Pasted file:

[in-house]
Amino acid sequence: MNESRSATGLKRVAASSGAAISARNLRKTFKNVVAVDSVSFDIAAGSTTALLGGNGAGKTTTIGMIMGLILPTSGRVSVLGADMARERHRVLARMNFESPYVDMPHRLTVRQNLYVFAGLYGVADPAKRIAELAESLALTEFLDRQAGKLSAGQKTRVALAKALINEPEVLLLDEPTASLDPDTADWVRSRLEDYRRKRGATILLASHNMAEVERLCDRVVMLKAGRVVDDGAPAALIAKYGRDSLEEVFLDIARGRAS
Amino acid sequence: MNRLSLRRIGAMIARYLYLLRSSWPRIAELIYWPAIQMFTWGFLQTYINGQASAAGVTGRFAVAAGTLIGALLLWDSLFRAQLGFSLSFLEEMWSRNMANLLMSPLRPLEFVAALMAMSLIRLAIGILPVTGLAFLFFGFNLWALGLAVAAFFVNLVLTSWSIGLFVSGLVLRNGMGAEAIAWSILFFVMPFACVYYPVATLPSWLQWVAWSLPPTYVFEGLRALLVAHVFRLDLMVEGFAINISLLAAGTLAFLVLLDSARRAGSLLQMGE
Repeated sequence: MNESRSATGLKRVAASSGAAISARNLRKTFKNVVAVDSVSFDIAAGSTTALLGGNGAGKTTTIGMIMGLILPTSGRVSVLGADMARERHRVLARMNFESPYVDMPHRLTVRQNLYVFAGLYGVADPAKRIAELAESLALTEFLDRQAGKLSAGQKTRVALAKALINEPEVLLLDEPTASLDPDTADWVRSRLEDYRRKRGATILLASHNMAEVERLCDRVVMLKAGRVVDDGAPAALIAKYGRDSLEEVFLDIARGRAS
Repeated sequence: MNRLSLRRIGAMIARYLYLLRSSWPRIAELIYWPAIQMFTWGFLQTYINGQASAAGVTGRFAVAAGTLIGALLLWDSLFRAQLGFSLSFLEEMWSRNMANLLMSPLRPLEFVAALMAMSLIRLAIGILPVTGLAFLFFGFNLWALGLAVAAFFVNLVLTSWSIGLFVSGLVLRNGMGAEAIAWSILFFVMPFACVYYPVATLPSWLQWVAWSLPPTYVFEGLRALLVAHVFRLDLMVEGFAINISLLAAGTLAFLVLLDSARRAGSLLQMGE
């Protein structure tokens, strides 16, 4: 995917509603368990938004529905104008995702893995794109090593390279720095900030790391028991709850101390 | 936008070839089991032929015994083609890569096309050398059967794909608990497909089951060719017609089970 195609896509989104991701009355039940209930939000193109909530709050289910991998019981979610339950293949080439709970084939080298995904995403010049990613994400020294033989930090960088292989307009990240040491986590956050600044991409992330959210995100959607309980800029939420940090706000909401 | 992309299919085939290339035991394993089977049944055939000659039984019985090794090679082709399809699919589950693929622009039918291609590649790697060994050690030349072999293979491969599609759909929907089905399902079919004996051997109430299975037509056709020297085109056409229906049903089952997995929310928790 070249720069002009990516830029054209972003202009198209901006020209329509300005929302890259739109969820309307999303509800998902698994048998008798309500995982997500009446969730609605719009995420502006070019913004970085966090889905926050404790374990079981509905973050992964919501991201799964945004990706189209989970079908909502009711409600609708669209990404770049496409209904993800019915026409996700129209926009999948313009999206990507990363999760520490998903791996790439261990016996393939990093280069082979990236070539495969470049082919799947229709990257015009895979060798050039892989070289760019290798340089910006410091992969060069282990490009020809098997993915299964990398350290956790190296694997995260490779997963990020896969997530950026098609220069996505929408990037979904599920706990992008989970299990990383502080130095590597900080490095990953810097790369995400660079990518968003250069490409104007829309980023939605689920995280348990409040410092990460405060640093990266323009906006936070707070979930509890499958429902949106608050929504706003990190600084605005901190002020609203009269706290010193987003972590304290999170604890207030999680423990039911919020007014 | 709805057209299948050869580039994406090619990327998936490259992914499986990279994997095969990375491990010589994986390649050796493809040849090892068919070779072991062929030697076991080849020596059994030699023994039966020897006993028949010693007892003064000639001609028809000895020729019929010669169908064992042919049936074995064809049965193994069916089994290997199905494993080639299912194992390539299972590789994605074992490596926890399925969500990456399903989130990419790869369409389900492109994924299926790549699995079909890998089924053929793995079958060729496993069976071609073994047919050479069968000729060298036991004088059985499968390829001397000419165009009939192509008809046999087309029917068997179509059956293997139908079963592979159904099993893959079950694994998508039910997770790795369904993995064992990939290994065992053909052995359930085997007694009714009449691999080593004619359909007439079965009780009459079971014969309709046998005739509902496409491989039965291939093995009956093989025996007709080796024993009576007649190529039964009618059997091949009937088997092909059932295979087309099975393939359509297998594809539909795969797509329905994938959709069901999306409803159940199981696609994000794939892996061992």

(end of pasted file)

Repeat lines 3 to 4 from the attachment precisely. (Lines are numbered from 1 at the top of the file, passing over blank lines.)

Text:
Amino acid sequence: MNRLSLRRIGAMIARYLYLLRSSWPRIAELIYWPAIQMFTWGFLQTYINGQASAAGVTGRFAVAAGTLIGALLLWDSLFRAQLGFSLSFLEEMWSRNMANLLMSPLRPLEFVAALMAMSLIRLAIGILPVTGLAFLFFGFNLWALGLAVAAFFVNLVLTSWSIGLFVSGLVLRNGMGAEAIAWSILFFVMPFACVYYPVATLPSWLQWVAWSLPPTYVFEGLRALLVAHVFRLDLMVEGFAINISLLAAGTLAFLVLLDSARRAGSLLQMGE
Repeated sequence: MNESRSATGLKRVAASSGAAISARNLRKTFKNVVAVDSVSFDIAAGSTTALLGGNGAGKTTTIGMIMGLILPTSGRVSVLGADMARERHRVLARMNFESPYVDMPHRLTVRQNLYVFAGLYGVADPAKRIAELAESLALTEFLDRQAGKLSAGQKTRVALAKALINEPEVLLLDEPTASLDPDTADWVRSRLEDYRRKRGATILLASHNMAEVERLCDRVVMLKAGRVVDDGAPAALIAKYGRDSLEEVFLDIARGRAS